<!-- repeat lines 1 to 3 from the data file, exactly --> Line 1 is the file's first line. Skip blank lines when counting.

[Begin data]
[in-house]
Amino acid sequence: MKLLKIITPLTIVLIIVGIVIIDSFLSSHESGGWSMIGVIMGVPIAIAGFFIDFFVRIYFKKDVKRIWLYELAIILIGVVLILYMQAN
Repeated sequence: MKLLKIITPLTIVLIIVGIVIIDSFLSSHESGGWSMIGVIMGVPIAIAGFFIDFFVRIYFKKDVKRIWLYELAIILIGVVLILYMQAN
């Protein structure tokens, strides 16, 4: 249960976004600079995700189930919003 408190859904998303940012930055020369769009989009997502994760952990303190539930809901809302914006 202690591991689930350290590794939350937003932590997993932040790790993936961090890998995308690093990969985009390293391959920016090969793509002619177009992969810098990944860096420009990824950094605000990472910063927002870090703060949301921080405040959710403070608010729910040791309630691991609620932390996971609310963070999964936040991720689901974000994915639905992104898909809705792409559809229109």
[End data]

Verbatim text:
[in-house]
Amino acid sequence: MKLLKIITPLTIVLIIVGIVIIDSFLSSHESGGWSMIGVIMGVPIAIAGFFIDFFVRIYFKKDVKRIWLYELAIILIGVVLILYMQAN
Repeated sequence: MKLLKIITPLTIVLIIVGIVIIDSFLSSHESGGWSMIGVIMGVPIAIAGFFIDFFVRIYFKKDVKRIWLYELAIILIGVVLILYMQAN